Brook Benton was a popular singer and songwriter who had a string of hits in the late 1950s and early 1960s. He was known for his smooth baritone voice and his soulful ballads, such as “It’s Just a Matter of Time”, “Endlessly”, and “Rainy Night in Georgia”. He also collaborated with other artists, such as Dinah Washington, Nat King Cole, and Roy Hamilton. He was one of the few rhythm and blues stars of his time who wrote his own songs.
However, his life and career were tragically ended by a rare and fatal disease: bacterial meningitis. In this article, we will explore what is bacterial meningitis, how it affected Brook Benton, and what are the symptoms and treatments of this condition.
What is Bacterial Meningitis?
Bacterial meningitis is an infection of the membranes that cover the brain and spinal cord. It is caused by various types of bacteria, such as Streptococcus pneumoniae, Neisseria meningitidis, Haemophilus influenzae, and Listeria monocytogenes. These bacteria can enter the body through the nose or mouth, or through wounds or surgeries. They can then travel through the bloodstream to the brain and spinal cord, where they cause inflammation and damage to the nervous system.
Bacterial meningitis is a very serious and potentially life-threatening condition. It can cause symptoms such as fever, headache, stiff neck, nausea, vomiting, confusion, seizures, coma, and death. It can also lead to complications such as hearing loss, brain damage, paralysis, and disability. According to the World Health Organization (WHO), bacterial meningitis affects about 1.2 million people worldwide every year, and kills about 135,000 of them.
How Did Brook Benton Contract Bacterial Meningitis?
The exact details of how Brook Benton contracted bacterial meningitis are not clear. However, according to some sources , he had been suffering from spinal meningitis, a type of bacterial meningitis that affects the spinal cord. He had become ill in early April 1988, but seemed to have recovered after receiving treatment. However, he took a sudden turn for the worse and had to be hospitalized on April 6, 1988.
He was admitted to Mary Immaculate Hospital in Queens, New York City, where doctors diagnosed him with bacterial meningitis. He died three days later, on April 9, 1988, at the age of 56. His death was a shock to his fans and colleagues in the music industry. He was survived by his wife Mary and several children.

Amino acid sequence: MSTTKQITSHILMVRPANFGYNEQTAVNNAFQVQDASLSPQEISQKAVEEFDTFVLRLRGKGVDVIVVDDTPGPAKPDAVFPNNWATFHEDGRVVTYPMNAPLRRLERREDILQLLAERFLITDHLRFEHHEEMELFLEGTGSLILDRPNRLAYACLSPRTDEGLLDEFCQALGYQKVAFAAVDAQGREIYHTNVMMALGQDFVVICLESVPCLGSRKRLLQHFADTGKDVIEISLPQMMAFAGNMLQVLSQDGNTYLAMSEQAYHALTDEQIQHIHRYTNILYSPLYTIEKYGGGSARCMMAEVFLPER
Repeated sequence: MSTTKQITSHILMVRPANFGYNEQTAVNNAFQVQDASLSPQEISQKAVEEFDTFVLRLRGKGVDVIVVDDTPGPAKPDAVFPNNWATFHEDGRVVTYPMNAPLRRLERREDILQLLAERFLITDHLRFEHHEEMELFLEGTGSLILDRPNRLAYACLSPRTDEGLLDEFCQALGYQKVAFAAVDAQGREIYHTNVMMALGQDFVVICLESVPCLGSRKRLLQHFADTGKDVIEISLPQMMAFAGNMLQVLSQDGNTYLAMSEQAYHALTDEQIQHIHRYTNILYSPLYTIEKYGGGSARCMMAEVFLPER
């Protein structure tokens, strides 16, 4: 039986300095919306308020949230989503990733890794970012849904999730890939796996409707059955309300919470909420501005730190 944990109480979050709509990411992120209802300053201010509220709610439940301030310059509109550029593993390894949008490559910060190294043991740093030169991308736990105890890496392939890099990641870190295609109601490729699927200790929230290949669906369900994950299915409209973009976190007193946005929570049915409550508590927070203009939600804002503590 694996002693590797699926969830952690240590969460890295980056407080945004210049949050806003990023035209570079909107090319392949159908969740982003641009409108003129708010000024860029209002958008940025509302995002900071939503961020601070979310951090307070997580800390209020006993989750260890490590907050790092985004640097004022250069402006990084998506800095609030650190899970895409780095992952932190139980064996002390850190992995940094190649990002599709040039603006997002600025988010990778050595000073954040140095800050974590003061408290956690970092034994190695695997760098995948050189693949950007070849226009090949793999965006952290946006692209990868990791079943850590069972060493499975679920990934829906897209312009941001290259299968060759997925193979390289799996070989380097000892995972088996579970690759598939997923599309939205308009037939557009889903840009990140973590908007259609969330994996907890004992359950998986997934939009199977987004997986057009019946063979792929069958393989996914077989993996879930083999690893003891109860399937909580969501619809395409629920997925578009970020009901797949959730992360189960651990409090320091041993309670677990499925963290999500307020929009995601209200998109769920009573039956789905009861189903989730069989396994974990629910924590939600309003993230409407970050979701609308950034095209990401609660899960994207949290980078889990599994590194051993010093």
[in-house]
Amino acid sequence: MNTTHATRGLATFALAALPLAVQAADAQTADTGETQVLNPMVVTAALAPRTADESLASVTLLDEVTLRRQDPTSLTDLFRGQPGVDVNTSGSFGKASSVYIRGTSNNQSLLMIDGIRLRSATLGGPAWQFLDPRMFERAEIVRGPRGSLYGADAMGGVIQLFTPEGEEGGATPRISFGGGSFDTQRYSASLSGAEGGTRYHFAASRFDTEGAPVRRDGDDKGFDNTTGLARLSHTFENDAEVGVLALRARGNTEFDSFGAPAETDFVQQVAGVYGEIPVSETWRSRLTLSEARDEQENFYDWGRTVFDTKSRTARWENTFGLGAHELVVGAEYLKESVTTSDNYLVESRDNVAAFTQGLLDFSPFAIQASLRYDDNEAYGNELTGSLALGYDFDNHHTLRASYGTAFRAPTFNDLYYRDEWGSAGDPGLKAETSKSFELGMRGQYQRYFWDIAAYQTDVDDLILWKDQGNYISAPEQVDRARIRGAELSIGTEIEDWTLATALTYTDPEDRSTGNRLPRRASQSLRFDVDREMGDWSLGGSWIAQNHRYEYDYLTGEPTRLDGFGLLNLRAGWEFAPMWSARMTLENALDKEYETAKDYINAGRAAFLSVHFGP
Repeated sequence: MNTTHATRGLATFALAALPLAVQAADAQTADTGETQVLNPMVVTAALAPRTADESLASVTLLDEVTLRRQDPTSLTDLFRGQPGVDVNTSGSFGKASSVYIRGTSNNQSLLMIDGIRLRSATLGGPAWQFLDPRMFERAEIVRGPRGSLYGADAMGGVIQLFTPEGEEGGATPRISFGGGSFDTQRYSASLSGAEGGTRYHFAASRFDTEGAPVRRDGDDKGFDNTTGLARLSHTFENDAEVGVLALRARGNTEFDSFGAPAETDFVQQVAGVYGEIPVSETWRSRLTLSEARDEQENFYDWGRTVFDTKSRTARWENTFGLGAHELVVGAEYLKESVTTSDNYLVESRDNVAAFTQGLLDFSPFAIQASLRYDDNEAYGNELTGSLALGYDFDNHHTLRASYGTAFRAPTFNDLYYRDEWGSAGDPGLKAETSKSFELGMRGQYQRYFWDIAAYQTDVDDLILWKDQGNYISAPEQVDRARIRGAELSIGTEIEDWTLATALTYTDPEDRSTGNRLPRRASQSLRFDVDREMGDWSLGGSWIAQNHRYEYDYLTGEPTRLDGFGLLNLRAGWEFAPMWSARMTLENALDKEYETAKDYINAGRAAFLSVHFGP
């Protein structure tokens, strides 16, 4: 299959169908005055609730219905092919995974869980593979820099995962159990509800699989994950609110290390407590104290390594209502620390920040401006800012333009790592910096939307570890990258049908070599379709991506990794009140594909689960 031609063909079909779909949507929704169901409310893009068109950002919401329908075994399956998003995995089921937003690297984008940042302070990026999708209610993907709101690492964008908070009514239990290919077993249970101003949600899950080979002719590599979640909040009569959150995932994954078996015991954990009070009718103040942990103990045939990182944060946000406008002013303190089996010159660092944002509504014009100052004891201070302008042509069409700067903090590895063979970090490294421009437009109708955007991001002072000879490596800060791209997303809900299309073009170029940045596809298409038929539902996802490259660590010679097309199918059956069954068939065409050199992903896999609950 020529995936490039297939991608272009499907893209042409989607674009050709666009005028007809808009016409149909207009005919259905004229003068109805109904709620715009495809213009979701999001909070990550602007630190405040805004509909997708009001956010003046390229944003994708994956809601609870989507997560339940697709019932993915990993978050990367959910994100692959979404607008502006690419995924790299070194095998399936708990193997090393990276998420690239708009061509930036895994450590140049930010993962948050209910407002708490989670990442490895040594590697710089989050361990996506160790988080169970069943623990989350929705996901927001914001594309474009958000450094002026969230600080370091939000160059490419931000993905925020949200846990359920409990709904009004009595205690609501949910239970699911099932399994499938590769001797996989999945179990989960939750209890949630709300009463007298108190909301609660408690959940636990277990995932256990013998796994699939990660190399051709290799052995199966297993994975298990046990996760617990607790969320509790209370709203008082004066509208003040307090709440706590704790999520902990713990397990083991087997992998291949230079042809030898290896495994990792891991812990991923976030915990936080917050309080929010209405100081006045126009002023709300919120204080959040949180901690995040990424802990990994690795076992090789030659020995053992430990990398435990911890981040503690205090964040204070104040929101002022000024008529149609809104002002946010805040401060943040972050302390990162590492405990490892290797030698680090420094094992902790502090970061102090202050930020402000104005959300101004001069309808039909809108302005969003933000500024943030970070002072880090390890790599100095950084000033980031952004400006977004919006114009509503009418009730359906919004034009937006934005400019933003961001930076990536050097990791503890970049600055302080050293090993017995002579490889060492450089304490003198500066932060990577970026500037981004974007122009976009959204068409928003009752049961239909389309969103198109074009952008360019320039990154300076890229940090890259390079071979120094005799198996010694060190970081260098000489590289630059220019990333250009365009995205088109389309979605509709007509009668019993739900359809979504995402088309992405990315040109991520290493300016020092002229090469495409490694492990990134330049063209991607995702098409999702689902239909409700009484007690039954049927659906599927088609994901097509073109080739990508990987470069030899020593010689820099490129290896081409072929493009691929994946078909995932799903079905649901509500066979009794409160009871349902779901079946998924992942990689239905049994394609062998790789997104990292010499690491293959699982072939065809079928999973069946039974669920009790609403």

How Can Bacterial Meningitis Be Prevented and Treated?
Bacterial meningitis can be prevented by taking some measures to reduce the risk of infection. These include:
- Practicing good hygiene habits, such as washing hands frequently, covering coughs and sneezes, and avoiding sharing personal items with others.
- Getting vaccinated against some of the common causes of bacterial meningitis, such as pneumococcal, meningococcal, and Hib vaccines.
- Avoiding contact with people who have symptoms of bacterial meningitis or who have been diagnosed with it.
- Seeking medical attention promptly if you have symptoms of bacterial meningitis or if you have been exposed to someone who has it.
Bacterial meningitis can be treated with antibiotics that kill the bacteria causing the infection. However, treatment must be started as soon as possible after the onset of symptoms, as any delay can increase the risk of complications and death. Therefore, it is important to recognize the signs and symptoms of bacterial meningitis and seek emergency medical care immediately.
Brook Benton was a talented singer and songwriter who left a lasting legacy in the music world. He was also a victim of bacterial meningitis, a rare but deadly disease that claimed his life at a young age. His story reminds us of the importance of preventing and treating this condition as soon as possible.
We hope you enjoyed this article about Brook Benton’s cause of death. If you want to learn more about him or listen to his songs, you can visit his Wikipedia page or his YouTube channel . You can also check out some of his biographies or watch some of his performances . Thank you for reading!